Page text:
I snorted, turning away to look down into the dark street. I posted the chair by the window to observe the comings and goings of the populace. Very little of either occurred. Nothing moved, for in the aftermath of the battles and riots, the citizens kept close to home and hearth. Only the criminal element and the royal Federates stirred in the street below. Neither seemed interested in The Royal Crown. After the five soldiers took away their prisoner, I had seen none since. As I watched, a cur slunk out of an ally, sniffed along the doorway of a merchant’s stall, then moved on.
“Let’s get drunk,” he suggested.
I looked down into my mug of ale. I had grown to like the stuff. If the Kel’Hallan beauty had indeed summoned Brutal’s troops, we would need our wits about us.
Regretfully, I shook my head. “No. Not now.”
Rygel sighed, looking bored. I could see he felt energetic now that he had food in his belly. His eyes looked brighter, his disposition sunny, his smile less tremulous. Yet I knew his sudden surge would last perhaps an hour. Then he would lapse into a deep restful sleep.
He suddenly eyed me with speculation. “How did you get your name?”
I shrugged. “My parents, of course.”
“Not Raine, fool. Why did the Khalidians call you The Wolf?”
“Why is that important?”
“Just humor me, all right?”
I sat back from my window view and propped my boots on the table. Rygel watched me with ill-concealed impatience as I took a long draught of my ale. I swirled it about in my mouth, allowing my tongue to saver its rich flavor. I swallowed it and took another, again swirling and savoring. Rygel’s glare all but split my head in twain.
At length, I gave up the pretense and shrugged. “I don’t know. Why do you ask?”
“Because there is something decidedly wolfish about you.”
“In looking at you I’m reminded of an old legend.”
“I am a legend.”
“Right.” He tried to wither me with a look. “A legend in your own mind.”
“Get serious, will you? I am.”
I drank more ale. Despite the knowledge I shouldn’t get drunk, I felt I was well on my way. I found an intense disliking for the turn Rygel’s conversation was taking. My belly felt fluttery, as though a family of rabid squirrels set up housekeeping in my stomach. The ale I’d drunk and the food I’d eaten made me feel slightly queasy. Fervently wishing he’d change the subject, I knew any hope of that was well-nigh impossible. When Rygel got his teeth into an issue, he was worse than any old terrier.
Why should his choice of conversation subject bother me so? It should not, but something deep inside my soul told me Rygel trespassed in territory I had long since marked no trespassing. When it came to wolves and me in the same sentence, I wanted no part of it. Gods above and below, those damn wolves….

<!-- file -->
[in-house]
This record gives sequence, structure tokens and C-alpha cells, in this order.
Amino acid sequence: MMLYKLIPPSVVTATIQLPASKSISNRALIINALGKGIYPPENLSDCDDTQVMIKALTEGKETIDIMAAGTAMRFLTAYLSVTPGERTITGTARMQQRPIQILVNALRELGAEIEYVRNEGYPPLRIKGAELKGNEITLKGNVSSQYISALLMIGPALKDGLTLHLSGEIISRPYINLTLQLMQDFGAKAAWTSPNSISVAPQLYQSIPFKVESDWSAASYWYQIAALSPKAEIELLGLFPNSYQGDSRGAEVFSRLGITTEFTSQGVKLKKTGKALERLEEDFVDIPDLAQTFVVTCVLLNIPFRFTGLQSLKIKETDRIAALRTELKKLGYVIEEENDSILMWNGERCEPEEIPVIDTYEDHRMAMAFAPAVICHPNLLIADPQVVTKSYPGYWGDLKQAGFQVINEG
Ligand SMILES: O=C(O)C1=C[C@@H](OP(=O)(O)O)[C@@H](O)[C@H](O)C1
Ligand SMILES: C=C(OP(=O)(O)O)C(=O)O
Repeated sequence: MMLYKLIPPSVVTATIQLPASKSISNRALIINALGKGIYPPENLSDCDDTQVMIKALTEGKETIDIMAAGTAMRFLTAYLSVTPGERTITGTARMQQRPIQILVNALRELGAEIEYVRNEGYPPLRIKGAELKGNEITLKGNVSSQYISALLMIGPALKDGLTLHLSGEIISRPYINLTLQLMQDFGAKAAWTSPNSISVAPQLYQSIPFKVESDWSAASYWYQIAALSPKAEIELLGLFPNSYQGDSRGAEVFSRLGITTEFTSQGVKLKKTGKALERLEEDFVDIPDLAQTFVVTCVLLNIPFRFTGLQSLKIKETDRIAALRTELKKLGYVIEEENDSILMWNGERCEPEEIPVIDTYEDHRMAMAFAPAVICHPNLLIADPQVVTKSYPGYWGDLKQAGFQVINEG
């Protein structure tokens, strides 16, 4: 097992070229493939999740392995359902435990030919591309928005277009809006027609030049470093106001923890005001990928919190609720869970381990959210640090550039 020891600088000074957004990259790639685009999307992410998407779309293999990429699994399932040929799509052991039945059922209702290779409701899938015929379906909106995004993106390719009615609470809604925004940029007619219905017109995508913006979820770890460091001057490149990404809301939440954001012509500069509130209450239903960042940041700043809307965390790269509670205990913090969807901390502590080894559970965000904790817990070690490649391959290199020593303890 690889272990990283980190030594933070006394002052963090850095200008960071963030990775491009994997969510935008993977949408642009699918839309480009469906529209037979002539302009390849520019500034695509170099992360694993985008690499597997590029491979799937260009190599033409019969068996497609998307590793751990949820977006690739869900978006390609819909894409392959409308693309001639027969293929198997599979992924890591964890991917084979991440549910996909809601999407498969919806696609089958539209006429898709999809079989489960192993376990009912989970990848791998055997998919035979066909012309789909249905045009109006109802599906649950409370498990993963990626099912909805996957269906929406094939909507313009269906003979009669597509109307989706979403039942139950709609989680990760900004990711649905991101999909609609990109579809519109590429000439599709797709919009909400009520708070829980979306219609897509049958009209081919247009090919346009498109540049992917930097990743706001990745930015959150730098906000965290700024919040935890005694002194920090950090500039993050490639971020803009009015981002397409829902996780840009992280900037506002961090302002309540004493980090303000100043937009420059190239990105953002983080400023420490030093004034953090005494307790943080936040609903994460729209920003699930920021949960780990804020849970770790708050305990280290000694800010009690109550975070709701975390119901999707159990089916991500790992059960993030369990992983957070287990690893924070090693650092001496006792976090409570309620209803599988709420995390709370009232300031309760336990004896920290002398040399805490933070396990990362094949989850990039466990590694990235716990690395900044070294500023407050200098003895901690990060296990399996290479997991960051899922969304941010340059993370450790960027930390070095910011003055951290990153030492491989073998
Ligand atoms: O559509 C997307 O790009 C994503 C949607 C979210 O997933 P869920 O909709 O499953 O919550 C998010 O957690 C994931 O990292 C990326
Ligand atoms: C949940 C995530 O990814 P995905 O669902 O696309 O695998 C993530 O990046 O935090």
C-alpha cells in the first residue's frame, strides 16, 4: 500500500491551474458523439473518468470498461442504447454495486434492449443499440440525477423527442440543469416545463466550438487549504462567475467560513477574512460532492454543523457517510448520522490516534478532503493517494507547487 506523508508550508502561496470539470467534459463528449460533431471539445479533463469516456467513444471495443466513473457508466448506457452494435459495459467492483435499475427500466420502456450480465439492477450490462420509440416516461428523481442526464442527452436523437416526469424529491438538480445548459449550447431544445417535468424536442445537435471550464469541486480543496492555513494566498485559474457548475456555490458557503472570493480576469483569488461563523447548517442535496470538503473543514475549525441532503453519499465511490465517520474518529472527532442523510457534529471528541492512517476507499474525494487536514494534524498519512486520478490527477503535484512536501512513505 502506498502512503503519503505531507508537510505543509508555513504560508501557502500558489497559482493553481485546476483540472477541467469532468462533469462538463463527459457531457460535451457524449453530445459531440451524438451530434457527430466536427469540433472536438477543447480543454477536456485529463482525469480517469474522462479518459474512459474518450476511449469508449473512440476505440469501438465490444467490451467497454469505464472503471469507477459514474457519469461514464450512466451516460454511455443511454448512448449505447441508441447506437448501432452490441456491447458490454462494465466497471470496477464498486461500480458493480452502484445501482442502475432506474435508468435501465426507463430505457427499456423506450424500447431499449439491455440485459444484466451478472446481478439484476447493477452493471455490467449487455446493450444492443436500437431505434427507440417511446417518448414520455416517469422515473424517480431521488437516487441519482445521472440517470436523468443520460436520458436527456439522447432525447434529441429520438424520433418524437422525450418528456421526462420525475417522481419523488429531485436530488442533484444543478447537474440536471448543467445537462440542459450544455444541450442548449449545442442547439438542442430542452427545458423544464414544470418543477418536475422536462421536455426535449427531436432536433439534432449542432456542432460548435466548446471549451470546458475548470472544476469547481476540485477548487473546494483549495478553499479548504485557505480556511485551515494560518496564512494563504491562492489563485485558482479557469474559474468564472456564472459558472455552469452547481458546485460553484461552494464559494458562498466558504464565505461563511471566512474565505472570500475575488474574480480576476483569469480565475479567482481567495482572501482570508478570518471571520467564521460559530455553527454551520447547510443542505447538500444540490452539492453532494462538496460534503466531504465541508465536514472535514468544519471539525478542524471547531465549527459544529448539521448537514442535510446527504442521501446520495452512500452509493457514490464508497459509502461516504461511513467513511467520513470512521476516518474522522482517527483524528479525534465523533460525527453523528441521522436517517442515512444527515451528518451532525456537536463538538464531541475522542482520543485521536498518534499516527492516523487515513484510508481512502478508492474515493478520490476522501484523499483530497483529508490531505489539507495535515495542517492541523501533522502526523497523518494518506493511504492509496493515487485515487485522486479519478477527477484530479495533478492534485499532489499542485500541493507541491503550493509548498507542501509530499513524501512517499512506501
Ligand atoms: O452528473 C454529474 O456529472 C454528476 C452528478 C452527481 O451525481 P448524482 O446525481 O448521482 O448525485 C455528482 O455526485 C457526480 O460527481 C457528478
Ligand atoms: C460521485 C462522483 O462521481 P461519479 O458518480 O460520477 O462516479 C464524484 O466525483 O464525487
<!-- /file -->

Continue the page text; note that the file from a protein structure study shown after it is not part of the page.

“Long ago in Khassart,” Rygel resumed slowly, his tawny eyes fastened squarely on me. “I heard tales of men who could turn themselves into wolves.”
I rolled my eyes, exasperated. “I repeat…so? Your country has magic. You said you can turn me into a toad, I imagine you can turn yourself into anything you want, including a wolf.”
“I can, but that’s not my point. These men were not wizards, not magicians, not a one of them had magic in their blood.”
I opened my mouth to protest, but his raised hand forestalled me. “Wait, Raine, please. I feel this is important.”
It wasn’t his impatience that convinced me to allow him to have his way. Rather the powerful lack of it stopped me cold. For the first time since I’d met him, his catlike eyes held nothing but a strong, yet quiet sincerity. I shut my mouth, cut my eyes from his and drank more ale. For some odd reason, it no longer tasted very good.
“These men were not all from Khassart,” he resumed. “I’d heard this legend in other realms that knew next to nothing about magic. The man-wolf creature is extremely rare, yet every culture speaks of the legend. Another odd thing I noticed, no matter the country or the language or the culture, the creature is always named gai’tan, the werewolf.”
Deep within me, something stirred in recognition. Like a faint scent wafting on a summer breeze. Or the ghost of a ghost of a ghost. Distantly, I heard the dim howling of wolves under the light of a full moon.
The squirrels in my gut reproduced and repopulated into my heart and lungs. My pulse pounded in my ears. My breath snagged in my throat and refused to travel any further. I tasted fear on my tongue. Gods above and below -
Frantically drawing air into my lungs, I tried to raise some scorn. Yet even to my own ears, my voice rang false. “Werewolves? I suppose they could turn themselves into wolves only at a full moon and murdered little children in their beds?”
Rygel smiled. “Not at all. A gai’tan is a man born with the soul of a wolf. Therefore, he is both: man and wolf, in one body. No murder involved.”
“There are no such things as werewolves.”
“The first time I saw you, I saw a wolf. Not a man.”
I forced an eye roll. “Your brain was also fried by tros. As an argument, that is rather pathetic. You need to do better than that.”
“I know what I saw.”
I twirled my finger in the air around my right ear. “You’re crazier than privy-bound rat.”
Rygel smiled, a calm understanding smile. It was one of those I-know-more-than-you smarmy smiles. I clenched my fist to prevent it from erasing that irritating smile from his face.
“Search the inner-most rooms of your soul and you’ll know I’m right.”
“Search this.” I used a gesture more commonly used slaves and not by the landed gentry.
Rygel laughed. “Face it, you know I’m right.”
“You’re a lunatic.”
I shook my head in negation, trying hard to make Rygel’s words in my mind be as foolish as they sounded spoken aloud. A man and a wolf who shared one body? Nonsense. That was impossible…wasn’t it? Of course it was. The sudd